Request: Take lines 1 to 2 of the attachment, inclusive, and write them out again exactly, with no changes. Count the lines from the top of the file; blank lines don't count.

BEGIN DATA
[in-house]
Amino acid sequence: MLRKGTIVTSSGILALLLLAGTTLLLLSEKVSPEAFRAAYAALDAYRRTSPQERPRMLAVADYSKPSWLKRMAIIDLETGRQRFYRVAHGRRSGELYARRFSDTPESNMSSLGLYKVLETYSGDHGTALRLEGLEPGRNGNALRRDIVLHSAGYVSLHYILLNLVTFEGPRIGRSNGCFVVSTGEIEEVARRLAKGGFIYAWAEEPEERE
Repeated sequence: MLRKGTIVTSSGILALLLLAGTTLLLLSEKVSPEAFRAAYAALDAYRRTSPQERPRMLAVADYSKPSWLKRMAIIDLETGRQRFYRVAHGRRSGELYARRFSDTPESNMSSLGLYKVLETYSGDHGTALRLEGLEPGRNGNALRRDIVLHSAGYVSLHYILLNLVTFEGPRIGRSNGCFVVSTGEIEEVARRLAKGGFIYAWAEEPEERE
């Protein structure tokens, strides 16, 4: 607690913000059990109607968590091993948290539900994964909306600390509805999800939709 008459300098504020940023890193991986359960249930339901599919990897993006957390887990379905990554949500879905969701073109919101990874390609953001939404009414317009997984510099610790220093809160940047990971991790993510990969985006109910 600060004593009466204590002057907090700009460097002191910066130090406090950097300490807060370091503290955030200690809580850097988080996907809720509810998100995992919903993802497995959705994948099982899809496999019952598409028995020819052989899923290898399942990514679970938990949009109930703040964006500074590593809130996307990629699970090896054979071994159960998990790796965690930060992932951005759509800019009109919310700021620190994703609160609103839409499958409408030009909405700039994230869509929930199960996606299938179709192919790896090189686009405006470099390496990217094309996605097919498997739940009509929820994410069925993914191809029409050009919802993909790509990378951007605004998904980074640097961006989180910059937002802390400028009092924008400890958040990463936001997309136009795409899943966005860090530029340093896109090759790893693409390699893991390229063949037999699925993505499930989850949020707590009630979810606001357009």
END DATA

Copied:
[in-house]
Amino acid sequence: MLRKGTIVTSSGILALLLLAGTTLLLLSEKVSPEAFRAAYAALDAYRRTSPQERPRMLAVADYSKPSWLKRMAIIDLETGRQRFYRVAHGRRSGELYARRFSDTPESNMSSLGLYKVLETYSGDHGTALRLEGLEPGRNGNALRRDIVLHSAGYVSLHYILLNLVTFEGPRIGRSNGCFVVSTGEIEEVARRLAKGGFIYAWAEEPEERE